Mayor John Tory today announced that the City of Toronto will launch a youth violence prevention grant to support the de-escalation of youth violence in Toronto communities. The grant, which was approved by Toronto City Council on February 19, 2020, will see $2 million in funding allocated to community agencies for youth violence prevention projects in nine communities.
The nine communities identified for funding are:
• Mount Olive-Silverstone-Jamestown (Priority: Pittsboro/Orphington)
• Lawrence Heights (Priority: Neptune)
• Regent Park (Priority: Regent Park, St. James Town, Yonge & Gerrard and the Esplanade)
• Malvern/Morningside/Woburn (Priority: Empiringham, Orton Park, Cedarbrae and Danzig)
• Rexdale/Kingsview Village (Priority: Willowridge, Capri, East Mall and West Mall)
• Dorset Park (Priority: Glenmorgan, Canlish)
• Steeles L’Amoureaux (Priority: Glendower, Bay Mills and Chester Le)
• Oakwood Village (Priority: Eglinton West, Little Jamaica, and Vaughn Road)
To be eligible for a grant, the:
• projects should be aimed at programming that is responsive to violence prevention and intervention for youth ages 10 to 29
• agency must have a proven track record (three or more years) of working with youth most vulnerable to being involved in serious violence and crime
• agency must display success with violence intervention and de-escalation strategies
• lead agency must be a Toronto-based, incorporated for public benefit organization with audited financial statements for the last fiscal year.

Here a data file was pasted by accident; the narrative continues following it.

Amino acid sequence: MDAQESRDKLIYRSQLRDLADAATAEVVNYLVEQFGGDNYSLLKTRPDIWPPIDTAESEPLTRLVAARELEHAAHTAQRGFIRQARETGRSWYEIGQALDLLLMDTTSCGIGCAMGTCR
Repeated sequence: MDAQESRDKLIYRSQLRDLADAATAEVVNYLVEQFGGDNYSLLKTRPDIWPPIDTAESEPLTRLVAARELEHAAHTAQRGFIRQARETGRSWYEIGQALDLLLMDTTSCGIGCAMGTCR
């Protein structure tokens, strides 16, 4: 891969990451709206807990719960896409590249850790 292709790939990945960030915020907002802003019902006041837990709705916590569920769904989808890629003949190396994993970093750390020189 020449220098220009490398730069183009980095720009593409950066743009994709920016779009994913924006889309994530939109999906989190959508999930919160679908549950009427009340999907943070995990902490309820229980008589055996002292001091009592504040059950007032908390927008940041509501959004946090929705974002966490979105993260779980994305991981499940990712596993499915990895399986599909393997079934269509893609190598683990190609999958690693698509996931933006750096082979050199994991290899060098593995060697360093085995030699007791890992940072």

Given the complexity of the initiatives, partnership applications are highly encouraged. Applications will be assessed by a combination of City staff and MVP youth (i.e. youth most vulnerable to involvement in serious violence and crime).
Agencies can apply for up to $200,000 for their project. Successful applicants will begin activities in July and should be flexible to adhere to public health guidelines during the pandemic.
To apply, agencies should visit https://s.cotsurvey.chkmkt.com
“We have worked hard to make sure we are investing in kids and families to address the roots of violence. During our 2020 budget process, Toronto City Council recognized the importance of violence prevention and intervention programming for youth and allocated funding for the City to work with some of the best in this field. The partnerships we establish with these agencies through this funding will be vital to reaching Toronto youth who are most vulnerable to being involved in serious violence and crime.”
– Mayor John Tory
“Diverting vulnerable youth from involvement in violence and serious crime is a critical City priority, especially now when schools are closed and healthy activities are limited due to COVID-19 isolation. Unfortunately, violence and crime tend to rise in the summer months, so it is important to reach as many young people as possible to help set them on a more constructive path. The partnerships with agencies facilitated by this funding will help us make this happen.”
– Deputy Mayor Michael Thompson, Scarborough Centre (Ward 21), Chair of the Economic and Community Development Committee
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